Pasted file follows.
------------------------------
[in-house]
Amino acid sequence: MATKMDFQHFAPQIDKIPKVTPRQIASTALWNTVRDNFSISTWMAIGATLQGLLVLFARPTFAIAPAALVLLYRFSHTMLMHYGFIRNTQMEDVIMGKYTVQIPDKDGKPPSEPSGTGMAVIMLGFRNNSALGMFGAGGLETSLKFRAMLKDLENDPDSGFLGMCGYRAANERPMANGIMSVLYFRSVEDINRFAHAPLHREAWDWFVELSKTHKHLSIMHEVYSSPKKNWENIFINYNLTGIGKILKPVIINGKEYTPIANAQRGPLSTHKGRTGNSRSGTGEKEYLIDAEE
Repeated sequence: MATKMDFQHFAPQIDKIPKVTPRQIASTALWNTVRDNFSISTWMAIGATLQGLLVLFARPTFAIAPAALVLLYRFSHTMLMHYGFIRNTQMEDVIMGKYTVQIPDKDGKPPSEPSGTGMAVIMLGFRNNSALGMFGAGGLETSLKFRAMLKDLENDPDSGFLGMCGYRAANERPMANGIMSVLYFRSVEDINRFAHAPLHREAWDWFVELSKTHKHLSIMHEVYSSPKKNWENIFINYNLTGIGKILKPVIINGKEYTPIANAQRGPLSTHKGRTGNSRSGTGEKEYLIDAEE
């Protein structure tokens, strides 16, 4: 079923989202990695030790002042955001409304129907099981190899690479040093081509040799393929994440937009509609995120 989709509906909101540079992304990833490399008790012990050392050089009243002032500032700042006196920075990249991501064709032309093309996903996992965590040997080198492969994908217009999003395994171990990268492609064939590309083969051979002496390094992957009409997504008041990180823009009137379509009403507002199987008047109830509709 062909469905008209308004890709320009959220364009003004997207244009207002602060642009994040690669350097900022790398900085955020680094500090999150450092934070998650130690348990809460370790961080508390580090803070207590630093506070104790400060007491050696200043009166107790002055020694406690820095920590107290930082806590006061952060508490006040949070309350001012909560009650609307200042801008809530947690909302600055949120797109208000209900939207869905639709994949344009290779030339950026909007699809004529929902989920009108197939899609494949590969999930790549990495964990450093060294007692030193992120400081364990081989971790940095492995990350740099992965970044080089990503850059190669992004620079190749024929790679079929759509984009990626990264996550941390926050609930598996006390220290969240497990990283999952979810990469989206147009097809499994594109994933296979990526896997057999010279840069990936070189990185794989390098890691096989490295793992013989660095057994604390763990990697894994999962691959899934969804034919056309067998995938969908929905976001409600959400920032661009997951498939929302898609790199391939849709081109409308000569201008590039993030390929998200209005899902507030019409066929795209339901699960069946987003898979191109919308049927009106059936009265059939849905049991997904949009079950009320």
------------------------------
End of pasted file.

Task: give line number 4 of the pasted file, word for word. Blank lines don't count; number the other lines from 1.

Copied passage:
């Protein structure tokens, strides 16, 4: 079923989202990695030790002042955001409304129907099981190899690479040093081509040799393929994440937009509609995120 989709509906909101540079992304990833490399008790012990050392050089009243002032500032700042006196920075990249991501064709032309093309996903996992965590040997080198492969994908217009999003395994171990990268492609064939590309083969051979002496390094992957009409997504008041990180823009009137379509009403507002199987008047109830509709 062909469905008209308004890709320009959220364009003004997207244009207002602060642009994040690669350097900022790398900085955020680094500090999150450092934070998650130690348990809460370790961080508390580090803070207590630093506070104790400060007491050696200043009166107790002055020694406690820095920590107290930082806590006061952060508490006040949070309350001012909560009650609307200042801008809530947690909302600055949120797109208000209900939207869905639709994949344009290779030339950026909007699809004529929902989920009108197939899609494949590969999930790549990495964990450093060294007692030193992120400081364990081989971790940095492995990350740099992965970044080089990503850059190669992004620079190749024929790679079929759509984009990626990264996550941390926050609930598996006390220290969240497990990283999952979810990469989206147009097809499994594109994933296979990526896997057999010279840069990936070189990185794989390098890691096989490295793992013989660095057994604390763990990697894994999962691959899934969804034919056309067998995938969908929905976001409600959400920032661009997951498939929302898609790199391939849709081109409308000569201008590039993030390929998200209005899902507030019409066929795209339901699960069946987003898979191109919308049927009106059936009265059939849905049991997904949009079950009320």